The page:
• 11. Success Factors (in progress)• Team of Sero, EFQUEL and KU Leuven• Candidates for success factors: 1. Strong leadership skills and competences 2. Clarity of the organisational system underpinning the operation of the school or college 3. Appropriateness of recruitment and training policies 4. Robust and reliable technical infrastructure 5. Strong emphasis on learning outcomes - often on an individual basis 6. Usability of the system for supporting students, teachers etc 7. Extent to which a clear e-learning strategy is in place 8. Extent to which regular evaluation is in place 9. Availability of appropriate digital learning resources
    • 12. Policy recommendations1. Raise awareness of value/impact of virtual schooling in meeting education/social policies2. Identify, advise and collaborate with other government departments, agencies and organisations responsible for the education of children/young people3. Remove any unnecessary bureaucratic impediments which inhibit the development and sustainability of virtual schools and colleges4. Develop a policy for the ownership of online qualifications across EU Member States5. Collect & collate the figures for students on virtual courses (full time/supplementary)6. Introduce a common set of guidelines for online teaching; ensure that nations are supported when integrating these into teacher training/teacher assessment regimes7. Encourage and advise virtual schools and colleges to exploit OERs8. Encourage policies which offer roll-on-roll-off provision for students who are struggling with the pace and content of their current curriculum9. Take note of the wider potential for virtual schooling to drive internet take-up, promote the information society, e-government and student (and parent) ICT skills.
    • 13. Links• Project website:• Wiki:• Bi-monthly newsletter
    • 14. Alternative models of (formal) education delivery – IITE studyWhere virtual schools live in the archetypes universe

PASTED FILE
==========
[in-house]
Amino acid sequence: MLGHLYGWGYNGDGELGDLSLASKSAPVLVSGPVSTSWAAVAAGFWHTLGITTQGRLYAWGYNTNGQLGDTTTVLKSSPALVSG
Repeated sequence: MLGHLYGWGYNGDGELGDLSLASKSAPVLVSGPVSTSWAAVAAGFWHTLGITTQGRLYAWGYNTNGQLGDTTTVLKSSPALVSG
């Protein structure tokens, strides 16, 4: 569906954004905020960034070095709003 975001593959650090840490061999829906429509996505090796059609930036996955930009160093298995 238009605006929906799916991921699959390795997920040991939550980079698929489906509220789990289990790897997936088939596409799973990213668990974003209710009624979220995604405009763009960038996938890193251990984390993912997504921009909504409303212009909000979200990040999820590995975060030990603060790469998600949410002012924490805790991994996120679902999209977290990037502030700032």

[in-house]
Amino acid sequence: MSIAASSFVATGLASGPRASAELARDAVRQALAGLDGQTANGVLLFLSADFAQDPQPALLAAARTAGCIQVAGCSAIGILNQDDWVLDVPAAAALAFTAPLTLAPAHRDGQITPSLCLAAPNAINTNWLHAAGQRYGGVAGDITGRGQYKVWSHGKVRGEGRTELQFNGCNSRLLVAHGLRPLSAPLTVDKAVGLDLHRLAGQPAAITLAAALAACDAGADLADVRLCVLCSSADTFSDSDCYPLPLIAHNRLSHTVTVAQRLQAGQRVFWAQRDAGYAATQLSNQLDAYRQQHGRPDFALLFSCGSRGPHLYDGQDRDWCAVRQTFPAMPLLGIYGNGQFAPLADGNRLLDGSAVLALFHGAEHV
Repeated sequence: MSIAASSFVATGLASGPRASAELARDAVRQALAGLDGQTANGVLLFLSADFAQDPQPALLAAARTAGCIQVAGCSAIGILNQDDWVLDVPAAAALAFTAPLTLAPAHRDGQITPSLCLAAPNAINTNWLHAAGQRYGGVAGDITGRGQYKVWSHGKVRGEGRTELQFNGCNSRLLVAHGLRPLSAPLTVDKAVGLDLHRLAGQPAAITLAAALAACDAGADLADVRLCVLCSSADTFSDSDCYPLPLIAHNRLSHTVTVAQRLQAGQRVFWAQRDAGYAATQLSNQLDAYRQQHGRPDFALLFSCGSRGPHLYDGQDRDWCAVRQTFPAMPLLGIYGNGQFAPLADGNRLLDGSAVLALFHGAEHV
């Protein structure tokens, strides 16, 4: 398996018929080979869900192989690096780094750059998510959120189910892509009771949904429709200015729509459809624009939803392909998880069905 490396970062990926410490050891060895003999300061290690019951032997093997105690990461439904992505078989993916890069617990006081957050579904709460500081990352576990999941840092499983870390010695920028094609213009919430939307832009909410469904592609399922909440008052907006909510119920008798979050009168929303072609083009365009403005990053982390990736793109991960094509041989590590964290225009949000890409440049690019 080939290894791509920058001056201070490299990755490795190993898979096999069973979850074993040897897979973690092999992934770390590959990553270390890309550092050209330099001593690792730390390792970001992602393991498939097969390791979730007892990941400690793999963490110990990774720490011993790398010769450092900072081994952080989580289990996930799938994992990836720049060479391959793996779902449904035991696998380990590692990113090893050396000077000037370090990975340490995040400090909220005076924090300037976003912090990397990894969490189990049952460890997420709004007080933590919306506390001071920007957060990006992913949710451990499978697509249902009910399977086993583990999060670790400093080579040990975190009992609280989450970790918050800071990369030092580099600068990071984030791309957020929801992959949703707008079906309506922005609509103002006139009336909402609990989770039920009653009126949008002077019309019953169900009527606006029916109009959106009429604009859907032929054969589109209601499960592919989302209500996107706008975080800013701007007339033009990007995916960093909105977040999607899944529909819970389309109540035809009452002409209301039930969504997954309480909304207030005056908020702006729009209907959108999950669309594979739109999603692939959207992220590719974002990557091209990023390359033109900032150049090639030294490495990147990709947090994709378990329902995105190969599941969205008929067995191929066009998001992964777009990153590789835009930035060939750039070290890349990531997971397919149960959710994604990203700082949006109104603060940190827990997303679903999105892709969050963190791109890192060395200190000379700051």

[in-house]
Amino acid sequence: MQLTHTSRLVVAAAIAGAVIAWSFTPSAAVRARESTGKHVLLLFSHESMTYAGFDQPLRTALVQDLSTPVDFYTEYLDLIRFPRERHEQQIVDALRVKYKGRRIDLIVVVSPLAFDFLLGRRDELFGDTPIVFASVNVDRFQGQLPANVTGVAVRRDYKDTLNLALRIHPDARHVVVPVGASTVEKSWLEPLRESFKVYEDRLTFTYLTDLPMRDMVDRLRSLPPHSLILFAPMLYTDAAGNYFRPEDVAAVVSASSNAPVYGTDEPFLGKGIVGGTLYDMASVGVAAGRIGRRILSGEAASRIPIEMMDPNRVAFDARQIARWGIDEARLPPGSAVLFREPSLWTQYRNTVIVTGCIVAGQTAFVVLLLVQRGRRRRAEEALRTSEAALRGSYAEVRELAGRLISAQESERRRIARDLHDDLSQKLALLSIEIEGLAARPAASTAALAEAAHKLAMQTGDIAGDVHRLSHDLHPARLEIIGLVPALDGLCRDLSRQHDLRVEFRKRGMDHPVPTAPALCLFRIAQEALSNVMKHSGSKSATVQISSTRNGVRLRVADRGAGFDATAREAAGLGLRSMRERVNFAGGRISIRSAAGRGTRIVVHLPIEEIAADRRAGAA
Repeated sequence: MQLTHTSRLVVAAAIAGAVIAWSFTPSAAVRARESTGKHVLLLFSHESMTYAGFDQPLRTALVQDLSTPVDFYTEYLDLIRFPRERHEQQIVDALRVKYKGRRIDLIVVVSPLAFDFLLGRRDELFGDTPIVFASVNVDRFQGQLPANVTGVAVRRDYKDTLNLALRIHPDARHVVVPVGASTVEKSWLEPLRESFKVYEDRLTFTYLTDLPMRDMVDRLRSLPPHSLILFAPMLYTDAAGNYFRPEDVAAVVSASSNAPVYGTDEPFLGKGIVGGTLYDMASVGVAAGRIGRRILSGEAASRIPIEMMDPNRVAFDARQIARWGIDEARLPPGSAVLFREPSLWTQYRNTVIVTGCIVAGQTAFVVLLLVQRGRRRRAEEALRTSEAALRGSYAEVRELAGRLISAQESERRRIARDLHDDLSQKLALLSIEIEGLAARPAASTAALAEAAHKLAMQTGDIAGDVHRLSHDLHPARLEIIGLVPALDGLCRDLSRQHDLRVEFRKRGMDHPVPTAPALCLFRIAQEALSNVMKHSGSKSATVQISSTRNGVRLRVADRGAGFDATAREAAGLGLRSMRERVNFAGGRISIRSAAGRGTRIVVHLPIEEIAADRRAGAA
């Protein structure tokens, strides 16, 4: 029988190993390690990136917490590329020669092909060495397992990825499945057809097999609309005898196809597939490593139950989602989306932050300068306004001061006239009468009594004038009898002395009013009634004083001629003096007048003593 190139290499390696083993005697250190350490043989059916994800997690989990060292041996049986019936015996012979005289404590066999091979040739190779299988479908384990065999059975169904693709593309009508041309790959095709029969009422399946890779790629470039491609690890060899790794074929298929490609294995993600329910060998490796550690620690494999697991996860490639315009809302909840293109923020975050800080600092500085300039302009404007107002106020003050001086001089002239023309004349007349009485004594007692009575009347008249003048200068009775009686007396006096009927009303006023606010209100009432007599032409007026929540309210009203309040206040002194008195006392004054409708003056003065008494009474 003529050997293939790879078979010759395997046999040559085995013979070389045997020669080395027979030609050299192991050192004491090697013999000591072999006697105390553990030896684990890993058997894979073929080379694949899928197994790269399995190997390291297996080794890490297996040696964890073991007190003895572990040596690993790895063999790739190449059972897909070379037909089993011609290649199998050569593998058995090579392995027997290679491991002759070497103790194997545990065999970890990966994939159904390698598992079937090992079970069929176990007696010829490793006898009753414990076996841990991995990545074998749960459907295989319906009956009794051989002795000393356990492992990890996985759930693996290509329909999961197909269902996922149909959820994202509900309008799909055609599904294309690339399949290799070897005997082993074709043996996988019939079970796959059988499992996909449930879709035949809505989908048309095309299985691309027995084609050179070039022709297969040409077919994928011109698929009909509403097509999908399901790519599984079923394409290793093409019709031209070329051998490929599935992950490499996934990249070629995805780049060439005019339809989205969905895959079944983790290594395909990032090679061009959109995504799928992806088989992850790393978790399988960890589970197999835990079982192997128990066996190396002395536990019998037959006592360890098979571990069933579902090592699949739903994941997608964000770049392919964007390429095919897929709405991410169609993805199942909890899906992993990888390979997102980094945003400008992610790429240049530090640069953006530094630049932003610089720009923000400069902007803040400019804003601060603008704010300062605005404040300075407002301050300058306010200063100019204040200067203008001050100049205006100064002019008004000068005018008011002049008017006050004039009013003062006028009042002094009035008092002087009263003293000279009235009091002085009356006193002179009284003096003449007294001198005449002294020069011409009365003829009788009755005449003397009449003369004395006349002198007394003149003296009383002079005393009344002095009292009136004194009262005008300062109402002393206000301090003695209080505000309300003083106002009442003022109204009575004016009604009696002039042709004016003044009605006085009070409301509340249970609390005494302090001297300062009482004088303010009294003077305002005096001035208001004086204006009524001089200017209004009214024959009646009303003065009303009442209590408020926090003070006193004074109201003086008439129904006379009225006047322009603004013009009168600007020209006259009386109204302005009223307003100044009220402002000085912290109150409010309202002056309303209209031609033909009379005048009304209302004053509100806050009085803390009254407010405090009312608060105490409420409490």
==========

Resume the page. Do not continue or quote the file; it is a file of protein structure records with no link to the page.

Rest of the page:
• 15. Sectoral coverage (ISCED) 5A - university 5B – poly4 - college 3 – upper secondary 2 – lower secondary 1 – primary EFQUEL Innovation Forum 15
    • 16. 1. Virtual supplementary school• Focus on uniform high-quality provision of university- entrance subjects across the nation – E.g. Maths, Physics, Computer Science, Latin• State-funded• Each pupil has host physical school• Existence proof: US, Scotland, virtual schools for expats• Advantages?• Disadvantages?• Policy shift: need per-course not per- pupil school funding - feasible EFQUEL Innovation Forum 16
    • 17. 3. OER C (=college)• Massive use of OER (if there) and automated and peer assessment to deliver “trade” qualifications at low cost but with international or vendor certification• Finesses the HE quality issue but still targets those skills demanded by employers• Regime to ensure acceptance by regular correlation of approach with test results• Existence proof: A number of start-ups targeting the “lucrative”(?) HE market but making it hard for themselves by challenging or ignoring the quality police (both strategies unwise)• Advantages?• Disadvantages?• Policy shift: really just needs governments to admit that non-HE post-secondary exists as a viable sector EFQUEL Innovation Forum 17
    • 18. 4. Multeversity (Bacsich, 2011)• Broad-spectrum yet full university range of work/features• Multi-mode according to student demand: pure DL, hybrid e/f2f, traditional f2f+e (if really justified); multi-site if need be• Highly cost-aware yet transparent to clients• Covers polytechnic (university of applied science, university college) and post-secondary college areas synergistic (Cisco Academy, fashion design)• Bridges into and from upper secondary school, so as to minimise drop-out and "lock on" to schools-level knowledge• Generates “liberal arts” thinkers who are "(e-)business-ready"• Links with international partners to lobby governments & set up transnational quality regimes to finesse ranking & price snobbery• Joins with other universities and employer groups to oversee school-leaving exams within an increasingly international perspective on qualifications after school (IBac, IGCSE) and after university (HE Olympiads?) EFQUEL Innovation Forum 18
    • 19. Thank you for listening! Paul Bacsich Sero Consulting Ltd Twitter @pbacsich